Special Needs Accommodations in the Classroom

It can be difficult to convince a teacher to accommodate your child's special needs. Work with the teacher, not against her.
I have an 11-year-old son who is in the 6th grade. Bryan is a hyperactive child with an attitude. My problem is this: When I request that his teachers fill out his assignment notebook every day to show what is done and what isn't, I get the answer "He doesn't hand it in to be signed". What can I do to get the teachers to get the notebook from him and cooperate with me on this? I have met with his teachers and written several notes, and still no cooperation. I have even told Bryan to hand in his notebook, and, like today, he handed it in, they looked at it, but didn't sign it. Is there someone I can contact for assistance, or am I going to have to go to the school every night and make sure they sign it?
It is so frustrating when you feel you have an agreement with someone and they don't follow through. It probably seems like such a simple thing that you are asking each teacher to do, and it certainly would make life at home much easier.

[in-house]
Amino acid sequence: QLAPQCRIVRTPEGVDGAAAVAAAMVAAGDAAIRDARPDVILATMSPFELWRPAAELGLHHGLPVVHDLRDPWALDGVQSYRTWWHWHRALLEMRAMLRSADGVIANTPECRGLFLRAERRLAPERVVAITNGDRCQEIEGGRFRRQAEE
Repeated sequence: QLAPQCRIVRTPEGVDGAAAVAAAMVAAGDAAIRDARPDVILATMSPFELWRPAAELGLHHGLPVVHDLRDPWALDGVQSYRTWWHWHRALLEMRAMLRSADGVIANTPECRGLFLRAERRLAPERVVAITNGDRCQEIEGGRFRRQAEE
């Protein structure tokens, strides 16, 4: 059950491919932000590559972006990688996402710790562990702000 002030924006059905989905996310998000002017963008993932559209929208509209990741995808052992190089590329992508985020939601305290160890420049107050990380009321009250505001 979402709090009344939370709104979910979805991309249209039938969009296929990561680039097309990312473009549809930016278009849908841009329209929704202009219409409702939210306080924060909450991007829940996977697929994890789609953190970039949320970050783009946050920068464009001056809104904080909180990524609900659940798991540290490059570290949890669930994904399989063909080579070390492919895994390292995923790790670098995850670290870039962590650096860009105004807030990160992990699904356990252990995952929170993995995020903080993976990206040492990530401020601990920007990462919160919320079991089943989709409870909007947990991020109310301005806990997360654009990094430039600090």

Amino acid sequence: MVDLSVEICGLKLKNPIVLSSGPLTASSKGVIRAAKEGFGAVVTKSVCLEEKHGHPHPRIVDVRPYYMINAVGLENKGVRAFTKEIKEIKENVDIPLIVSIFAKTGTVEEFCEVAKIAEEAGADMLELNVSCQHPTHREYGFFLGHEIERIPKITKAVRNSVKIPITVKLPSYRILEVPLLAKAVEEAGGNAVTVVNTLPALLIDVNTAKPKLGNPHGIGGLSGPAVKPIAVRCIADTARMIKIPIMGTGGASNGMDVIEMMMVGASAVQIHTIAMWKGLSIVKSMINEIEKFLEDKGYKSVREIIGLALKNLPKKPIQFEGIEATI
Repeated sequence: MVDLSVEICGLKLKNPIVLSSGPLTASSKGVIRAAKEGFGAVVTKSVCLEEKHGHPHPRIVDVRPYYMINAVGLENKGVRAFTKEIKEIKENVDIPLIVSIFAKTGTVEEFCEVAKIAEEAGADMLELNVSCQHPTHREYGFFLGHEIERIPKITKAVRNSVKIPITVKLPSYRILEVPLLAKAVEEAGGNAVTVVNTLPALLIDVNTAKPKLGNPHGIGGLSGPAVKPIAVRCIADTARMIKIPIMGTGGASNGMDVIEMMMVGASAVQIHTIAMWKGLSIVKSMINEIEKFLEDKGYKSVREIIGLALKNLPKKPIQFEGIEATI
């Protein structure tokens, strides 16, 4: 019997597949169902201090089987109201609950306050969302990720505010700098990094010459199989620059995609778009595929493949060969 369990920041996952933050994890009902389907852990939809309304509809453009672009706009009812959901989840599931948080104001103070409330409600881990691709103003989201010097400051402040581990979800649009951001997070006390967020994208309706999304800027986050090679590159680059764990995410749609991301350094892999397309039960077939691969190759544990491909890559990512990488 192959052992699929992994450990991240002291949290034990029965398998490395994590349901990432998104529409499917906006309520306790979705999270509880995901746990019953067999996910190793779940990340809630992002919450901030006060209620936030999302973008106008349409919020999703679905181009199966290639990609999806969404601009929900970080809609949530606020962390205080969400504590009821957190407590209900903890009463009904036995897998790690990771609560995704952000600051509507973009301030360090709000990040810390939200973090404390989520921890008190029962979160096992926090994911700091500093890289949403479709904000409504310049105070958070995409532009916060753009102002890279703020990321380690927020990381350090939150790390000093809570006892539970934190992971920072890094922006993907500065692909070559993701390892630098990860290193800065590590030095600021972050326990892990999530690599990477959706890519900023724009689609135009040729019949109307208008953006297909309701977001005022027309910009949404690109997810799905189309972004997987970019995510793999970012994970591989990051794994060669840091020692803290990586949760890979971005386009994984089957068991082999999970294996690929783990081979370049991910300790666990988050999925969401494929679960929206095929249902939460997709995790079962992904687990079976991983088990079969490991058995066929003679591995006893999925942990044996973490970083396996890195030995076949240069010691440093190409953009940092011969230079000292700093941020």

But there is another side to this story. Teachers have many different bases to cover at the end of a school day: special announcements to make, things to pass out, and last minute changes in after-school activities to handle. In light of this, figuring out on the spot what one student has or hasn't finished for homework can be a tall order to fill. Add to it a student with an attitude, and it can become too much.

I suggest that you begin by making an appointment with each teacher (a phone conversation will do). Explain that you need to know what your son is accountable for each day, and that the homework notebook plan isn't working. Let the teachers know that you understand they are very busy at the end of the school day, and that you would like to try an approach that works better for them.

You might suggest that the guidance counselor or the principal play a role in monitoring your son's work. But let each teacher know that you are open to her ideas. In this way you will be getting the teachers to "buy into" the solution. After you have reached a new agreement, send a note to the teachers (with a copy to the principal) thanking them for their support in helping your son succeed. Set a date, perhaps six weeks out, for touching base again on how things are going.

Hope you have better luck this time!

After teaching in California for nearly ten years, Barbara Callaghan moved to New Hampshire in 1985 and became a principal. After 10 years as a principal, she returned to teaching, her first love and true vocation.

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